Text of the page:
Friday, May 23
6 – 8 pm
Silberman School of Social Work
2180 Third Avenue and 119th Street, Room 115B
By Clarisel Gonzalez
Have you ever wondered about your Puerto Rican roots? Are you interested in learning more about your family history and how you came to be who are you today?
Searching for Your Puerto Rican Roots…Without Leaving New York is a community workshop, aimed at helping explore your heritage by learning how to trace one's family history and lineage as well as how to record their ancestral information. This event, co-sponsored by Centro, is open to the public, and is “for anyone with an interest in research and with a yearning to learn more about his or her own family history,” said Charlie Fourquet-Batiz, co-founder and president of the Hispanic Genealogical Society of New York, which is presenting the workshop. “I’m sure Centro will provide a captivating crowd.”
The Hispanic Genealogical Society has dedicated a website focusing on Puerto Rican roots because there had been a lot of interest shown by people specifically looking for their Puerto Rican story, a lot coming from second generation Puerto Ricans, Fourquet-Batiz said.
Fourquet-Batiz has spoken to diverse audiences from only a handful of people to several hundred about Puerto Rican and Hispanic genealogy. “We have gotten positive feedback; the interest is there,” he said. But he noted that he routinely encounters Puerto Ricans and Hispanics who tell him, “I didn’t know we could do that.”
The Hispanic Genealogical Society is working to change that by promoting the importance of genealogy to Puerto Rican and Hispanic audiences at events throughout the city as well as online via its website and social media channels. The community workshop at Centro, he said, is part of the society’s ongoing efforts
According to the society’s website, tracing one’s roots is a vehicle that helps provide a “sense of belonging and pride.’’ The society is committed to providing the knowledge “on a historical as well as a genealogical level.”
People research their family history for many reasons he said. “I started doing my genealogy because my mom had a stroke,” he said, adding that he wanted to get to know more about her and who she was as a child. “Sometimes they want to know where they came from, sometimes it’s for medical reasons, to find family members, to leave a legacy to their children or to write their own book on their family history,” he said.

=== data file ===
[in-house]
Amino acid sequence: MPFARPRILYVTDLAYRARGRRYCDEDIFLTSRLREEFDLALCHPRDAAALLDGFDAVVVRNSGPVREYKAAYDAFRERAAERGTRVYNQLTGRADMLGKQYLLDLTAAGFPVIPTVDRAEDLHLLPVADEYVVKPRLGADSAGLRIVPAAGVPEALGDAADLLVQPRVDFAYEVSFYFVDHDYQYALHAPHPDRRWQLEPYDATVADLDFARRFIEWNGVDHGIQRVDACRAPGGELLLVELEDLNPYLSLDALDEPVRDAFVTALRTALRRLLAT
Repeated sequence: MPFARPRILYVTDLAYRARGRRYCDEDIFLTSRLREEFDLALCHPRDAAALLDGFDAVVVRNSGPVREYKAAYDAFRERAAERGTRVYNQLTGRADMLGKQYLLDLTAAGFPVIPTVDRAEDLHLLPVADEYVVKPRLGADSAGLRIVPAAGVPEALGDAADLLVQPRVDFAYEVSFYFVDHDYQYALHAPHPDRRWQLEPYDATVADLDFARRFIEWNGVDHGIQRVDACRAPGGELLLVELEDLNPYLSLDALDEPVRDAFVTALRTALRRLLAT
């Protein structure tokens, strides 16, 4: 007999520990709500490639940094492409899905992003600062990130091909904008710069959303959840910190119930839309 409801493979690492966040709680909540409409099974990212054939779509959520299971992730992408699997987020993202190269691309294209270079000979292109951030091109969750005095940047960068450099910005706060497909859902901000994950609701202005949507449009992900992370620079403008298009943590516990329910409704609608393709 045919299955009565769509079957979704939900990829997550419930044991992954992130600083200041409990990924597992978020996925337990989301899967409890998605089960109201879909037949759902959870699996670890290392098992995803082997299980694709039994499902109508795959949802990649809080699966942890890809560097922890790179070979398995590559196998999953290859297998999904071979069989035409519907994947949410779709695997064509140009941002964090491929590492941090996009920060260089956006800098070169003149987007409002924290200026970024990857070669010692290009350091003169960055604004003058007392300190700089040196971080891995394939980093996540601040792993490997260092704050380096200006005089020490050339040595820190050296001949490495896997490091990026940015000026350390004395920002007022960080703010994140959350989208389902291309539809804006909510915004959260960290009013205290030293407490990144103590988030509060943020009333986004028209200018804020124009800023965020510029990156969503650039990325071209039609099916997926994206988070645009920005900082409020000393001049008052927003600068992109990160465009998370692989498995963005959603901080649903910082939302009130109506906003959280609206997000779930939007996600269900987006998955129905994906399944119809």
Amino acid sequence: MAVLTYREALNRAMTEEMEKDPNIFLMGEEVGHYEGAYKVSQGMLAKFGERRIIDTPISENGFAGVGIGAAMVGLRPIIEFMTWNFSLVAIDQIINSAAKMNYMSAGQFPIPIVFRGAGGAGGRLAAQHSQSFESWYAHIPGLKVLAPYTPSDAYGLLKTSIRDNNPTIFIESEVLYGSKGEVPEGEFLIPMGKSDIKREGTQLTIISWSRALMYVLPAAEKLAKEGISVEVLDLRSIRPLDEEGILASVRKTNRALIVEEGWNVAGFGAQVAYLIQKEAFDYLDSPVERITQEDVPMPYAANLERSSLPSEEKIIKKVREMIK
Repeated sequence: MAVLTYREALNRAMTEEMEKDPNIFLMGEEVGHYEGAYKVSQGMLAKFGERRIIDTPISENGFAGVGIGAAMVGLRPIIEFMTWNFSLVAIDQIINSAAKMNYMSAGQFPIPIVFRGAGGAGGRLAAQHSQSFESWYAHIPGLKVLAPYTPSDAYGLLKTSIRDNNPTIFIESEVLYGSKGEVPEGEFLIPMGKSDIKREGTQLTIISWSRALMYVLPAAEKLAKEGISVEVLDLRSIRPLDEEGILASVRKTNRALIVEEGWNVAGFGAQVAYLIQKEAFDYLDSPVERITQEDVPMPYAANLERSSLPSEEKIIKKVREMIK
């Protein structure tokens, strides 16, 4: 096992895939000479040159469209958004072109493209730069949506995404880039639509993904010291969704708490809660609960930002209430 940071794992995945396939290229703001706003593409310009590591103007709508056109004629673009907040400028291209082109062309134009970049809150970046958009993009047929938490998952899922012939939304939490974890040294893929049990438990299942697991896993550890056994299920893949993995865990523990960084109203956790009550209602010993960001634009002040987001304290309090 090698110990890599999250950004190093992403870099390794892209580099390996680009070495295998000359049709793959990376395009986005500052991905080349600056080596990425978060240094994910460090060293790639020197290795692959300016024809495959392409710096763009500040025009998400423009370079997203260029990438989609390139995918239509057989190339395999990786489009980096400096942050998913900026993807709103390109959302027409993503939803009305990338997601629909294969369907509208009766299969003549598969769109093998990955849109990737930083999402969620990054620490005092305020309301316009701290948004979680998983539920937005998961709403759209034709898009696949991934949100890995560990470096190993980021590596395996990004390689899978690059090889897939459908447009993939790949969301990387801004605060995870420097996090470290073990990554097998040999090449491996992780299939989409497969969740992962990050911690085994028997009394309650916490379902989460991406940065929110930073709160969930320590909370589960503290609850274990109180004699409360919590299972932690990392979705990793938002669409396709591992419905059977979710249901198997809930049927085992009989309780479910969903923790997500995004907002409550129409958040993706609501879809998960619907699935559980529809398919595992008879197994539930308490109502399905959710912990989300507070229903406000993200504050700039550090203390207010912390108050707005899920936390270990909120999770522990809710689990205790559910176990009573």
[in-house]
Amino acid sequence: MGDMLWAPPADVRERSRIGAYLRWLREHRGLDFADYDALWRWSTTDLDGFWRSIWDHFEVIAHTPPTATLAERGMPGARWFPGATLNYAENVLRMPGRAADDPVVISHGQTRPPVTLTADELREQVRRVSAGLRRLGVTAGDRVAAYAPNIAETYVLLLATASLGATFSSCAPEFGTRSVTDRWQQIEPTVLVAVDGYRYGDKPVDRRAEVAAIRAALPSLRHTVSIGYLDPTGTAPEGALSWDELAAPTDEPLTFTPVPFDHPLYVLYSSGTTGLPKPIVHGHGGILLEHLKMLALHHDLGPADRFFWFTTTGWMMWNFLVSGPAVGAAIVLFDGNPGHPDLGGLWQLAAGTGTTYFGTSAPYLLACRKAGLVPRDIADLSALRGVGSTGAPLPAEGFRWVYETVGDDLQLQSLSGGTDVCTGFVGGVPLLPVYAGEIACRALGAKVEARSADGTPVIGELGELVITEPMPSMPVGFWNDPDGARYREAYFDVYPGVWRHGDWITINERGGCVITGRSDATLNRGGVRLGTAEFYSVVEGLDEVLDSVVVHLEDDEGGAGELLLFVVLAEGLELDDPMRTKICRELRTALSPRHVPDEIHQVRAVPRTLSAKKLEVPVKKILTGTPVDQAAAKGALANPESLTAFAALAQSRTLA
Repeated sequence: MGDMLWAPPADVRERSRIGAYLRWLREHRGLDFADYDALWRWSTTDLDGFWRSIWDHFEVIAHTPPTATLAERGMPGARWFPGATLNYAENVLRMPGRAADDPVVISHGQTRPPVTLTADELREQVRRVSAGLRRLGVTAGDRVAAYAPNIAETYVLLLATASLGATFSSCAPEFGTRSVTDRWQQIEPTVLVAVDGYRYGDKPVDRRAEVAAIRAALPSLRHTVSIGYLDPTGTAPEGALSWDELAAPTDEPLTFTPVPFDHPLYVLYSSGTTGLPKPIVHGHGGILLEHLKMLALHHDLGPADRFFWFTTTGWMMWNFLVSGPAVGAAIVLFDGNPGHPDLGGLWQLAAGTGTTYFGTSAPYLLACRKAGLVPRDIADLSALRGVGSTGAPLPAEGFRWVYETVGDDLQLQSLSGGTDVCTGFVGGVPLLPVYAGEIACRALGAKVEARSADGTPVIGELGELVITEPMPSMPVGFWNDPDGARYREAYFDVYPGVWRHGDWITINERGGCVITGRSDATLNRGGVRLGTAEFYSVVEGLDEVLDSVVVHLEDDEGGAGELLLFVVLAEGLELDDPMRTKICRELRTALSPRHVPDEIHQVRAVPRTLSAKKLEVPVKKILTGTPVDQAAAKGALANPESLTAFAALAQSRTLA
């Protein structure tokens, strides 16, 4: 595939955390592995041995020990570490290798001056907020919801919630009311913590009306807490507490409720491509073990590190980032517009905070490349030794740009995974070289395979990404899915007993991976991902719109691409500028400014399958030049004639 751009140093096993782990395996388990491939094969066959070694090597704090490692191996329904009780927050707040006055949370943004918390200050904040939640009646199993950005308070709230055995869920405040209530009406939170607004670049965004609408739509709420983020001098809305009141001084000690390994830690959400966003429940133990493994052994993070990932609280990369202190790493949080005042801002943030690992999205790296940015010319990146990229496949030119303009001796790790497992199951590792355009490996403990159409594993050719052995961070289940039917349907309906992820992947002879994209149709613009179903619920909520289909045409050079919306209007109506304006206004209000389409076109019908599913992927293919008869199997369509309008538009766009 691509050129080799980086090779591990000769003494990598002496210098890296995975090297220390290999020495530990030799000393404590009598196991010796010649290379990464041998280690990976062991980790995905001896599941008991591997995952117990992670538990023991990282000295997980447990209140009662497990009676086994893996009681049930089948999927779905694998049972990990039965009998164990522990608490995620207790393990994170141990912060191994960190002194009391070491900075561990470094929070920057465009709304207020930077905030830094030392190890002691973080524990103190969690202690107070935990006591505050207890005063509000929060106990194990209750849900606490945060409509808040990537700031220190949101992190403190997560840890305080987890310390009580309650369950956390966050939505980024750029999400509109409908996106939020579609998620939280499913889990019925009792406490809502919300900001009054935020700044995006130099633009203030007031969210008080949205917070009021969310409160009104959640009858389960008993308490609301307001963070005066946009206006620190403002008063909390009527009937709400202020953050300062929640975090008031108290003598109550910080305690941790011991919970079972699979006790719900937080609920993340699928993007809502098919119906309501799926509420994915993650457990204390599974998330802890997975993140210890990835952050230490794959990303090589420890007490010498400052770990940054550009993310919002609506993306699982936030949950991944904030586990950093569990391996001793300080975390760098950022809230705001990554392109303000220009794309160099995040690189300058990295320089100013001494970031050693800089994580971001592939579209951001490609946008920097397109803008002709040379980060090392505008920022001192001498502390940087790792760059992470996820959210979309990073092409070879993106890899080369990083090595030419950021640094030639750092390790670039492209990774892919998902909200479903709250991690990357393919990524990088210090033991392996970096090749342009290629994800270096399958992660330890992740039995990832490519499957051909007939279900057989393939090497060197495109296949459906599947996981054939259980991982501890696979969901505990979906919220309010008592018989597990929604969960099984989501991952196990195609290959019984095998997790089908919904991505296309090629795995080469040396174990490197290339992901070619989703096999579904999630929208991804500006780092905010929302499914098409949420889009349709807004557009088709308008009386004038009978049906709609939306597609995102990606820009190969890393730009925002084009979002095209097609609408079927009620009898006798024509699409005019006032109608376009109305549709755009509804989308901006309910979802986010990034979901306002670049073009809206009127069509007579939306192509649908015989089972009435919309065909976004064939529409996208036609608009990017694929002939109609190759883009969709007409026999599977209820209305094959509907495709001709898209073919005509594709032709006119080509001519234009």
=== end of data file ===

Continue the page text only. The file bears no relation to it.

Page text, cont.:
At the workshop, attendees will get first-hand advice on how to search a family history without having to go to the island. They will get a better idea of “what is genealogy, what is available and where to find it,” he said. They will also be able to ask questions and see samples and documents of such things as old birth and church records and census data and get tips on how to navigate through the many sources available containing a family’s history right here in New York City, such as in Centro’s Library and Archives; how to read old documents; and how the Internet can further the research.
The Hispanic Genealogical Society, which has about 300 members largely from the New York City area, is a non-profit, public service and educational organization, headquartered in New York City. Volunteer staff members organize meetings, plan projects, provide instructional forums and host seminars. The society’s goal is to establish a library and research center in Manhattan where their extensive collection of reference publications and research materials will be housed. It works with such organizations as La Sociedad Genealógica Puertorriqueña, El Instituto de Genealogía Dominicana and The Puerto Rican Cultural Heritage House.
Membership to the society at $25 a year includes quarterly issues of its newsletter Nuestra Herencia, which publishes articles in English and Spanish, a beginner workbook and a membership card. The society plans to continue holding monthly workshops at different venues throughout the city. While the event at Centro is on a Friday night, the society usually holds its workshops and member meetings on Saturdays.